Two weeks since I got back from Kenya, still nursing a Bad Flu that I contracted after Hitting back to India. All the vaccinations administered before this trip did not seem to Have worked on the Strong ‘ Flu Bug ‘ back here. Sniffing between tissues and coughing all bad, with hubby grumping back there. Wanted to write long back, however with each part of my body muscle screaming out in pain there were no thoughts, that I think would spurt out. So it was one whirlwind trip absolutely for about a week and we drove close to 1500 kilometres all around Kenya. Those roads will definitely test how strong your spine is and if you have endured all that to get back stable, you can consider yourself fit enough. It was me along with three of my friends who love travel as much as me. So there was a Blogger couple whom I met in my Antarctica Adventure last year and my photographer travels Buddy who is always part of my most Journeys. All we did was discover Kenya in our own very distinct way and did not try to get into the other one’s space there.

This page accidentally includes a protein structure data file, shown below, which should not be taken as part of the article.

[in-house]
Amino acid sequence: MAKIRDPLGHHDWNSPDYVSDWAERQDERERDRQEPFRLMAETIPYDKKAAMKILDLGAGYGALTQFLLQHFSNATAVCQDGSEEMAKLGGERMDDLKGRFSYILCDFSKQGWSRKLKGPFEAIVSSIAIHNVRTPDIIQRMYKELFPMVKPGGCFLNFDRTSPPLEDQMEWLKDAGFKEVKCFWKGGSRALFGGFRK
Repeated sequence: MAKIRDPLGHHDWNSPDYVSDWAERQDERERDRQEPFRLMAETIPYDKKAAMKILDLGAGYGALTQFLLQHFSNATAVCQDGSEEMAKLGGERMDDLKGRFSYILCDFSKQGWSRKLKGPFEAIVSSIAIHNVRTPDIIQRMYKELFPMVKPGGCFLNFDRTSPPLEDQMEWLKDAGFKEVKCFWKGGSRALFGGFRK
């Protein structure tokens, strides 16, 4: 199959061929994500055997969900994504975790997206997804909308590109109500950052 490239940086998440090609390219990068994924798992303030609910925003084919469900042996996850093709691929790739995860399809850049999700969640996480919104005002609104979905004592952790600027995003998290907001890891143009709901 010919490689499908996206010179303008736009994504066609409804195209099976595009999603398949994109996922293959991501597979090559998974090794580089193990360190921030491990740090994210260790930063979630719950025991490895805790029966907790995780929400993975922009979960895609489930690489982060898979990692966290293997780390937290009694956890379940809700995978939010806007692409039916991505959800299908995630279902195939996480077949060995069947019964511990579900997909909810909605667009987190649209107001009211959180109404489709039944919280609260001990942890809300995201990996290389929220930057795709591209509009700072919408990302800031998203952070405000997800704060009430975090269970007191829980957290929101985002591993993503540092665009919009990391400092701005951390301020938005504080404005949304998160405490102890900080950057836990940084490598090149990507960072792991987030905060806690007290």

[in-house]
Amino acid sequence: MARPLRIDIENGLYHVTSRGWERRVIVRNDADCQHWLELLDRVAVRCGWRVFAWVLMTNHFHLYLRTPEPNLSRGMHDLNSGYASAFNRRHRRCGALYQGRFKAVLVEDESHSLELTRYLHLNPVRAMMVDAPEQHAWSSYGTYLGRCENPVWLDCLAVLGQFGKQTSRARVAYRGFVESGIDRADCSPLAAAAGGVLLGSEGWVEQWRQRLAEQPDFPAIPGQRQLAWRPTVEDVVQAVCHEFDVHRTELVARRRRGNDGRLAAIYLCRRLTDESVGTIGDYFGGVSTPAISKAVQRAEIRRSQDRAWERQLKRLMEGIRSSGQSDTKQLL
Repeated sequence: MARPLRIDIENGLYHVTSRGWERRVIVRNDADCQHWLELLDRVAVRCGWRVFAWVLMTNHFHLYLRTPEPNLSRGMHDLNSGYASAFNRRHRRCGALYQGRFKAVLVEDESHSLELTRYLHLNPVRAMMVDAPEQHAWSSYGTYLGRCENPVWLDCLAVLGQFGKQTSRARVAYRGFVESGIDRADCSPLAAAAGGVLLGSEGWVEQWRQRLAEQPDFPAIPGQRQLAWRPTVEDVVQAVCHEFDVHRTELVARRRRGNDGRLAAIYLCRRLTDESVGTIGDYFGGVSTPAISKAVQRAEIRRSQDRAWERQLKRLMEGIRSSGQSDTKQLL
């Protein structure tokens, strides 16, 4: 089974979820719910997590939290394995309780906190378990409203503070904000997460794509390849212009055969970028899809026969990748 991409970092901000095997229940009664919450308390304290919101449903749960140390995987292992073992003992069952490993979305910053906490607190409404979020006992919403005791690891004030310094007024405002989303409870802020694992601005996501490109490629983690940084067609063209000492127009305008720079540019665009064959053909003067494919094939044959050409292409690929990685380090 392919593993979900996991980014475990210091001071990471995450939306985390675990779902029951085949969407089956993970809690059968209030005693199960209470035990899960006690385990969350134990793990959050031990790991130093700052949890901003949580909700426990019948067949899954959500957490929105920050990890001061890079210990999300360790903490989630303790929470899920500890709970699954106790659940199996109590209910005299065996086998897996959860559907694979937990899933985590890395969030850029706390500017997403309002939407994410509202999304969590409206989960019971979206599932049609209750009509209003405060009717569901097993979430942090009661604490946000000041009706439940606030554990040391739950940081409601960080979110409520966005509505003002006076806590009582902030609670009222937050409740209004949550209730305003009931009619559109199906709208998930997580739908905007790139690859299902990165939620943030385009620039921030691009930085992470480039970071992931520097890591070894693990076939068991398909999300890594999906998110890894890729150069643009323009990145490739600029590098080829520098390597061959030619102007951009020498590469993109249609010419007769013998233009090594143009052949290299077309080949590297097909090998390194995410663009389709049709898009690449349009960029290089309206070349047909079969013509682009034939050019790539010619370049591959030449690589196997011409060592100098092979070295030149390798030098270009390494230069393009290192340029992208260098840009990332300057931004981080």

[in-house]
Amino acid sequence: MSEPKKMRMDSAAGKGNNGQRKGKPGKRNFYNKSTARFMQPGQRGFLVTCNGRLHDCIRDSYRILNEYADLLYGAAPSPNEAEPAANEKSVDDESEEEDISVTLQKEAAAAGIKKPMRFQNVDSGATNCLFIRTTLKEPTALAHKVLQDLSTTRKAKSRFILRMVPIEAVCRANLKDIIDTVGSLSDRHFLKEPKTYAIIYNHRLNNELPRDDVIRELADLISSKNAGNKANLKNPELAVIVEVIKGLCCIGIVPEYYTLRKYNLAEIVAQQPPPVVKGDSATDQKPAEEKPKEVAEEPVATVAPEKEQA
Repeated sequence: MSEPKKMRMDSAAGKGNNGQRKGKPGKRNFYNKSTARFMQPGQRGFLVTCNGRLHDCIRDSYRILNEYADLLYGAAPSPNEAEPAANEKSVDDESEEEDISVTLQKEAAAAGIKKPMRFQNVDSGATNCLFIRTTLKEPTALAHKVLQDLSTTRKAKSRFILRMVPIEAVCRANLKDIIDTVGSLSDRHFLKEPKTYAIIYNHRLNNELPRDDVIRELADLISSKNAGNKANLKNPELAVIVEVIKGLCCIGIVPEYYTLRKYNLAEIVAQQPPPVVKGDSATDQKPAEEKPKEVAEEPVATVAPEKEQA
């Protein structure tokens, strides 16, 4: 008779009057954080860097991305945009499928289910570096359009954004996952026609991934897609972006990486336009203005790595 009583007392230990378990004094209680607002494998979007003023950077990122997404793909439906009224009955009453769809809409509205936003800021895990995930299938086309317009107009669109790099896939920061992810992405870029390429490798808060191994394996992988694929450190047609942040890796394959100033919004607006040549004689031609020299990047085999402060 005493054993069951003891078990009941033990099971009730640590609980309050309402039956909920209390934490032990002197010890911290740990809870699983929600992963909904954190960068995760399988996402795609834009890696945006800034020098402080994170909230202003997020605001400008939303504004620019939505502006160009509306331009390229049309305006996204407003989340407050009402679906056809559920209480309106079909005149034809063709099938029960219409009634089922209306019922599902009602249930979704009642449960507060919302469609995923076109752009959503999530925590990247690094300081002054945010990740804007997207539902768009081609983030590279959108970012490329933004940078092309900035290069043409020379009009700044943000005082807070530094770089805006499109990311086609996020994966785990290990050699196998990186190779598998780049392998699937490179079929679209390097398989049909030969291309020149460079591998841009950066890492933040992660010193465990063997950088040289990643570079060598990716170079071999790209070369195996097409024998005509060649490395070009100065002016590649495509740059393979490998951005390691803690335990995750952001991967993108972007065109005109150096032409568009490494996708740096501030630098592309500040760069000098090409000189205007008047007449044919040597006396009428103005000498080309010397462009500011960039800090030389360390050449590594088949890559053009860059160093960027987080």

I had to steal some time away thou from the scheduled stops and visits for some ‘ Me’ time. As I really detest everything ‘ Touristy’ and look at Ways to connect to the places I go in my own very way. So every time I decided to skip that safari drive or visit my driver could blurt out ‘ Kavita is very Lazy’!
We had the most eccentric Driver ‘ Patrick ‘ to start with for our adventurous Journey here, who made me feel all the drivers back home whom we crib about are far more well behaved and mannered in every sense. So every day almost he loved ragging me, and I in turn also would return it with added love and liners. But let me keep him aside for this post, else it can go into pages for sure.